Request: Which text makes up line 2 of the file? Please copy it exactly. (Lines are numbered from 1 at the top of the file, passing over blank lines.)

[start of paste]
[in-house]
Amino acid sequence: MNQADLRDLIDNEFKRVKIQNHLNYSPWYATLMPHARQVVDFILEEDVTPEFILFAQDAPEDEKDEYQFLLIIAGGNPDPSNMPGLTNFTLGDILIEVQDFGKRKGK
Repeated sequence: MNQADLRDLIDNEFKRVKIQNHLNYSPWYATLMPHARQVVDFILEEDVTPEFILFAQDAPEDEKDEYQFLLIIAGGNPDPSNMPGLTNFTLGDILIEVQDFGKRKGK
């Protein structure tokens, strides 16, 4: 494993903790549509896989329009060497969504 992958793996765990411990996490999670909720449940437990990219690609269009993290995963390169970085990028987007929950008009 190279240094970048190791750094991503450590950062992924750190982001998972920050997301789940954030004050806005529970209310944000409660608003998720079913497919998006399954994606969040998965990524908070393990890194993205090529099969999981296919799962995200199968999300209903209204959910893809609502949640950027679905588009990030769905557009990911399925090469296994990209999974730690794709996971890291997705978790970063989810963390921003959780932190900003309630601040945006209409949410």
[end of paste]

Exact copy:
Amino acid sequence: MNQADLRDLIDNEFKRVKIQNHLNYSPWYATLMPHARQVVDFILEEDVTPEFILFAQDAPEDEKDEYQFLLIIAGGNPDPSNMPGLTNFTLGDILIEVQDFGKRKGK